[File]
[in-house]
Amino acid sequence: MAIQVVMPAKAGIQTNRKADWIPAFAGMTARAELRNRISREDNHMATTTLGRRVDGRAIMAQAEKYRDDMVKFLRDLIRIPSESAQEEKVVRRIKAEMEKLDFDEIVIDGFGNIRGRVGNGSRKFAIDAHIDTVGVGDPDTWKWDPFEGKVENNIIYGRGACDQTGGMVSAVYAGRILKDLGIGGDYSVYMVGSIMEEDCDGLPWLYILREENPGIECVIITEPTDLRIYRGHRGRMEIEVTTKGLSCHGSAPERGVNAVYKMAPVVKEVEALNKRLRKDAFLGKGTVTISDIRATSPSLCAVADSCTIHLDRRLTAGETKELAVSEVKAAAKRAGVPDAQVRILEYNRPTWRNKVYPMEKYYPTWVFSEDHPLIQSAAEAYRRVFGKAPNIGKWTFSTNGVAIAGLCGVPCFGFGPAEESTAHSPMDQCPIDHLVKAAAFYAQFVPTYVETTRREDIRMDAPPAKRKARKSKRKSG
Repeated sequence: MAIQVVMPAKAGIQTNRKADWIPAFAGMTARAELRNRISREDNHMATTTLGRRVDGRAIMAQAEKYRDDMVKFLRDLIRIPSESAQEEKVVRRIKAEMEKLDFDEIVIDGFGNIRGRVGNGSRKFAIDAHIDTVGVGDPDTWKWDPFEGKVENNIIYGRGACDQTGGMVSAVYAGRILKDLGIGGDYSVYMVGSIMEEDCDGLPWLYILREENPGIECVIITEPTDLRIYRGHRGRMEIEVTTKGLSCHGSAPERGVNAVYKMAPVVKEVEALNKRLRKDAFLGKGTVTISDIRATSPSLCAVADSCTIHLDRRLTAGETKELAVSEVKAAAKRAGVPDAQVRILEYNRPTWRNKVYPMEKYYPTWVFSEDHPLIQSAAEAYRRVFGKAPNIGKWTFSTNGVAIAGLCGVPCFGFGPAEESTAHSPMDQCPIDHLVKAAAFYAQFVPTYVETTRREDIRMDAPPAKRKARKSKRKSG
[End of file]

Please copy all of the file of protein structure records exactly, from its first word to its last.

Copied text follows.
[in-house]
Amino acid sequence: MAIQVVMPAKAGIQTNRKADWIPAFAGMTARAELRNRISREDNHMATTTLGRRVDGRAIMAQAEKYRDDMVKFLRDLIRIPSESAQEEKVVRRIKAEMEKLDFDEIVIDGFGNIRGRVGNGSRKFAIDAHIDTVGVGDPDTWKWDPFEGKVENNIIYGRGACDQTGGMVSAVYAGRILKDLGIGGDYSVYMVGSIMEEDCDGLPWLYILREENPGIECVIITEPTDLRIYRGHRGRMEIEVTTKGLSCHGSAPERGVNAVYKMAPVVKEVEALNKRLRKDAFLGKGTVTISDIRATSPSLCAVADSCTIHLDRRLTAGETKELAVSEVKAAAKRAGVPDAQVRILEYNRPTWRNKVYPMEKYYPTWVFSEDHPLIQSAAEAYRRVFGKAPNIGKWTFSTNGVAIAGLCGVPCFGFGPAEESTAHSPMDQCPIDHLVKAAAFYAQFVPTYVETTRREDIRMDAPPAKRKARKSKRKSG
Repeated sequence: MAIQVVMPAKAGIQTNRKADWIPAFAGMTARAELRNRISREDNHMATTTLGRRVDGRAIMAQAEKYRDDMVKFLRDLIRIPSESAQEEKVVRRIKAEMEKLDFDEIVIDGFGNIRGRVGNGSRKFAIDAHIDTVGVGDPDTWKWDPFEGKVENNIIYGRGACDQTGGMVSAVYAGRILKDLGIGGDYSVYMVGSIMEEDCDGLPWLYILREENPGIECVIITEPTDLRIYRGHRGRMEIEVTTKGLSCHGSAPERGVNAVYKMAPVVKEVEALNKRLRKDAFLGKGTVTISDIRATSPSLCAVADSCTIHLDRRLTAGETKELAVSEVKAAAKRAGVPDAQVRILEYNRPTWRNKVYPMEKYYPTWVFSEDHPLIQSAAEAYRRVFGKAPNIGKWTFSTNGVAIAGLCGVPCFGFGPAEESTAHSPMDQCPIDHLVKAAAFYAQFVPTYVETTRREDIRMDAPPAKRKARKSKRKSG